The prevalence and predictors of perinatal hemorrhagic stroke were determined in a case-control study of infants born from 1993 to 2003 in the Northern California Kaiser Permanente Medical Care Program, Oakland, CA, and reported from the University of California, San Francisco, CA. Among 323,532 live births, 20 cases of perinatal hemorrhagic stroke were identified of which 19 were intracerebral hemorrhage and 1 subarachnoid hemorrhage. Three (15%) were premature (31 weeks gestation), and 5 (25%) postmature; birth weights were <2500g in 3 (15%) and >4000g in 3. The prevalence of perinatal hemorrhagic stroke was 6.2 in 100,000 live births, or 1 in 16,000 live births. In comparison, 93 cases of perinatal arterial ischemic stroke were identified, a prevalence of 29 in 100,000 or 1 in 3500 live births. Cases of hemorrhagic stroke presented with encephalopathy (100%) and seizures (65%). The etiology was idiopathic in 15 (75%), thrombocytopenia in 4, and cavernous malformation in 1. Neuroimaging abnormalities were unifocal in 14 of 19 (74%) and unilateral in 15 (83%). Lesions were left-sided more than right-sided, and parietal and frontal more than temporal in location. Univariate predictors of hemorrhagic stroke were male gender, fetal distress, emergent cesarean delivery, prematurity, and postmaturity but not birth weight or difficult vaginal delivery; 49% of infants delivered by emergent cesarean had fetal distress, compared with 4.3% infants born by vaginal delivery (P<.0001). Fetal distress and postmaturity were independent predictors. [1]

COMMENT. Published reports classify [2] and define the prevalence and risk factors [3] for perinatal arterial ischemic stroke (PAS), but perinatal hemorrhagic stroke (PHS) is studied infrequently [4]. In the Kaiser Permanente study, fetal distress and postmaturity were the independent predictors of PHS. In contrast, previously reported risk factors for PAS include chorioamnionitis, prolonged rupture of membranes, preeclampsia, placental thrombi, intrauterine growth retardation, prothrombotic and hematological factors, congenital heart disease with cerebral thromboembolism, infection and inflammation. Congenital hemiplegia and epilepsy are the most common neurologic deficits resulting from PAS [2]. Encephalopathy and seizures are the most frequent presenting symptoms with PHS. Preterm children at 12 years of age, especially those with a history of perinatal cerebral hemorrhage and severe brain injury, have delays in cognitive function and require educational intervention [5]. The use of indomethacin to lower the risk of intraventricular hemorrhage in preterm infants did not affect intellectual function in surviving children.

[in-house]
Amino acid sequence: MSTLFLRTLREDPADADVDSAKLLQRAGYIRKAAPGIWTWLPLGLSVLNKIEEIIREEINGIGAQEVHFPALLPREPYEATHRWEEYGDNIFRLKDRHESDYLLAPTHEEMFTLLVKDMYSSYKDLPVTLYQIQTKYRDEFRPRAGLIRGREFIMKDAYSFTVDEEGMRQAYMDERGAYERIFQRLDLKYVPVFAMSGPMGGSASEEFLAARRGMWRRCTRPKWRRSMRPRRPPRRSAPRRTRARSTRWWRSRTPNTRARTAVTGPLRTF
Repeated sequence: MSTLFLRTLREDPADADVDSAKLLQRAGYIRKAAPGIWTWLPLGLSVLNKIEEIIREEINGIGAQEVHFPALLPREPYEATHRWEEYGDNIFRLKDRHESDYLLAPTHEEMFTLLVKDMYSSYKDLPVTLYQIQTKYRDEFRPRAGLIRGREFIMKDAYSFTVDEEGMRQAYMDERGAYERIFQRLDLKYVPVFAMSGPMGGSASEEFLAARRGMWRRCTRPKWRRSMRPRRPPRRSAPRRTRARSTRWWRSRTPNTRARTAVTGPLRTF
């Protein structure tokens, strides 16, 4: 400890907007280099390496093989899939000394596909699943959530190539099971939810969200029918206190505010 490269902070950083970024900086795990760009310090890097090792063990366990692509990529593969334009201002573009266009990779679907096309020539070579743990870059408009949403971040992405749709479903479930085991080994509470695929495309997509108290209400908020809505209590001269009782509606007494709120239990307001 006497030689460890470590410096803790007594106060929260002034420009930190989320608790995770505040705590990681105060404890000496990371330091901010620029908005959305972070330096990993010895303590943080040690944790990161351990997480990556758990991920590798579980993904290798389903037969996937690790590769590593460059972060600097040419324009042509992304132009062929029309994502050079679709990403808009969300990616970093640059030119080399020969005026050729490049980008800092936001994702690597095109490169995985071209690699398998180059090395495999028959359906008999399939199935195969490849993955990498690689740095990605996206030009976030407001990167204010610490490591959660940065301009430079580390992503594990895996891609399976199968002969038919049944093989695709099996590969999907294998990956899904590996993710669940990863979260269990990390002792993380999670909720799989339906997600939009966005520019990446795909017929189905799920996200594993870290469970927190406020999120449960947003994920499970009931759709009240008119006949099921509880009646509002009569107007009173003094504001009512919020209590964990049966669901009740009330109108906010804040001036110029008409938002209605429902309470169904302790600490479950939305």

In 85 infants and children (range 7 days to 17 years) with nontraumatic intracranial hemorrhage and stroke in a US study, risk factors were intracranial vascular anomalies in 24 (28%)(arteriovenous malformation in 11), congenital heart disease in 14 (16%), and brain tumor in 13 (15%). Infection was associated in 5 (6%) cases, and coagulation deficiencies in 4 (5%). (Ped Neur Briefs 2009;23:16). [6]

Of 251 patients with childhood stroke (aged 1 month through 16 years) admitted to Beijing Children’s Hospital, China, 1996-2006, arterial ischemic stroke accounted for the majority of cases (62.5%) and hemorrhagic stroke for 37.5%. Vitamin K deficiency was a major etiology of hemorrhagic stroke in China, diagnosed in 72 (76.6%) of 94 cases, most occurring in breastfed infants who had received no vitamin K after birth. Cerebral vascular abnormality was present in 7 (7%) (AVM in 6 of these). Infection played a role in 10%, including viral encephalitis, varicella zoster, mycoplasma and Epstein-Barr virus infections [7]. Etiological factors associated with hemorrhagic stroke in China differ from those reported in Western countries, where AVM is the most frequent cause.